If you own a car, chances are it is run and operated by a computer.
Cars of today are not the same as cars of previous generations. Technology has come so far and it has not missed the automobile industry. Car computers make many of today’s vehicles safer, faster and easier. If you have ever wondered about the computer in your car, you might be interested in its history. Car computers have come a long way since they first came into use in the ’80s.
Auto manufacturers began to experiment with car computers during the ’70s. At this time, the government began creating mandates related to a car’s emissions. It became clear that better control over the fueling system was needed. Efficiency began to take precedence over power and “muscle”.
Gas shortages led manufacturers to dabble with circuit boards that controlled timing and spark. In the early ’80s, they began trying a computer-controlled carburetor – but success was minimal. Manufacturers determined the answer was in fuel injection and that is the area they began to focus on.
During the ’90s, car computers were delegated more responsibilities beyond timing and fuel mixtures. They started to take over most of the electrical systems of a car, such as the climate control, the brakes and the dashboard gauges.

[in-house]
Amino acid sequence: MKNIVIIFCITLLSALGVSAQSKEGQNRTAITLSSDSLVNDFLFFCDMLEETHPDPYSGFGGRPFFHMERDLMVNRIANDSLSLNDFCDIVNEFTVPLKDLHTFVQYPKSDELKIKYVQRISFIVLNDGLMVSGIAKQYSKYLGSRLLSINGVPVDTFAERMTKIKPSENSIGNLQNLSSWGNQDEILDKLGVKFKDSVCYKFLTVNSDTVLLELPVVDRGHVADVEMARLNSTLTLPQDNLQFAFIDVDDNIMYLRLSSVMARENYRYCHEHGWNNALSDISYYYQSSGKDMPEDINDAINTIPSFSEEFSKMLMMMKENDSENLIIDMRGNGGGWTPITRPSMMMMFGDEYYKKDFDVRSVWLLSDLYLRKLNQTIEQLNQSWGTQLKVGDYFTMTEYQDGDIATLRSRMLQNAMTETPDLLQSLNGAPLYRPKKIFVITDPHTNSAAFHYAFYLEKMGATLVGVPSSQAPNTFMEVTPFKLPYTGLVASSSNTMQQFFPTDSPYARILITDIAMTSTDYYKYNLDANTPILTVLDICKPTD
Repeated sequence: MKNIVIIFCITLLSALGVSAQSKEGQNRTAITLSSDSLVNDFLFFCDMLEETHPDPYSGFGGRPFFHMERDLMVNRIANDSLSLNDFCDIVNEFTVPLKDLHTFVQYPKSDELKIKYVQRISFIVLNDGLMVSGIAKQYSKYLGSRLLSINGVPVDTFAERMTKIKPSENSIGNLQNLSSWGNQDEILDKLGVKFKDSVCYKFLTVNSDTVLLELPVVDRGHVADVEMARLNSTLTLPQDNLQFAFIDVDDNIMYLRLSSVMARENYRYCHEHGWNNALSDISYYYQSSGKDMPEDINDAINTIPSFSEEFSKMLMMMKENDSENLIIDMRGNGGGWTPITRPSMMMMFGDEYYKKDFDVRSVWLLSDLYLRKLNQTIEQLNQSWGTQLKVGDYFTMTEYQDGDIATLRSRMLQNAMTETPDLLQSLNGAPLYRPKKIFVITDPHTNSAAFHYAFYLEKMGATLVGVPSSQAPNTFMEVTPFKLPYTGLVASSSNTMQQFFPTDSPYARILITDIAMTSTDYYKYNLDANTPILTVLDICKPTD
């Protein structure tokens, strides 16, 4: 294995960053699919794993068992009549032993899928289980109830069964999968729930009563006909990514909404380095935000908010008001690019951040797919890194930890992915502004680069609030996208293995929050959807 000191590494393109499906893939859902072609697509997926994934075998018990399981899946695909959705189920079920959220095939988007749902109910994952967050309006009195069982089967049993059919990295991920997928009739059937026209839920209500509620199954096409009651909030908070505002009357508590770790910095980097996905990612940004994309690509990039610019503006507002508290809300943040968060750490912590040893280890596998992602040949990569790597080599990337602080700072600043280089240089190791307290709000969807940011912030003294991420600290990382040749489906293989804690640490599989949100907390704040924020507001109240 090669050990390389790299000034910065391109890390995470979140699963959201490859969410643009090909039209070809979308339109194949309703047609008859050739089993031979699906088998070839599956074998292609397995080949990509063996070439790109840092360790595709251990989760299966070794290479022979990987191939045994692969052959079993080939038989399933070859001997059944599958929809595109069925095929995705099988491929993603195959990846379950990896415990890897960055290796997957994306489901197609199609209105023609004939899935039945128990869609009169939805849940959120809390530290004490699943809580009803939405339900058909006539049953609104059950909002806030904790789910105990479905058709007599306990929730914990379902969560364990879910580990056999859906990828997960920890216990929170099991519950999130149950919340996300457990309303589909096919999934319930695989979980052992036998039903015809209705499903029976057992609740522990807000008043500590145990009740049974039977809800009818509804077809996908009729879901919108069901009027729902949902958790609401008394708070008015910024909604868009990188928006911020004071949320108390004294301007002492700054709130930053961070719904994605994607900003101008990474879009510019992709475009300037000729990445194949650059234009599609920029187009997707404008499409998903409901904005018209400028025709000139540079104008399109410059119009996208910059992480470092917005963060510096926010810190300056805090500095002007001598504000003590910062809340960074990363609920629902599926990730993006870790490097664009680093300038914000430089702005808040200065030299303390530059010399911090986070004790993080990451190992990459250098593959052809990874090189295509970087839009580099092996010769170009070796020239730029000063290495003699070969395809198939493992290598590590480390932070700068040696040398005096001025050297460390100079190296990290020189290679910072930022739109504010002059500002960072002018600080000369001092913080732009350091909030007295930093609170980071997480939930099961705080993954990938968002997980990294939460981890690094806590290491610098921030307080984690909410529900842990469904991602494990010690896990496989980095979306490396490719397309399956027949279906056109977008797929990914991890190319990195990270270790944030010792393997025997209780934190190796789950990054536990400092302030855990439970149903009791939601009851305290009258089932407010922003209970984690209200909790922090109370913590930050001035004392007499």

Today, car computers handle a huge assortment of systems within your car. Car computers not only handle many of your motor’s operations, they also take care of advanced climate control (remember how your car monitors the temperature of the cabin and adjusts the air flow accordingly), entertainment and communication devices, and navigation systems.
The average car computer has more power than an ’80s desktop computer – and the future is only looking brighter for these technological wonders.
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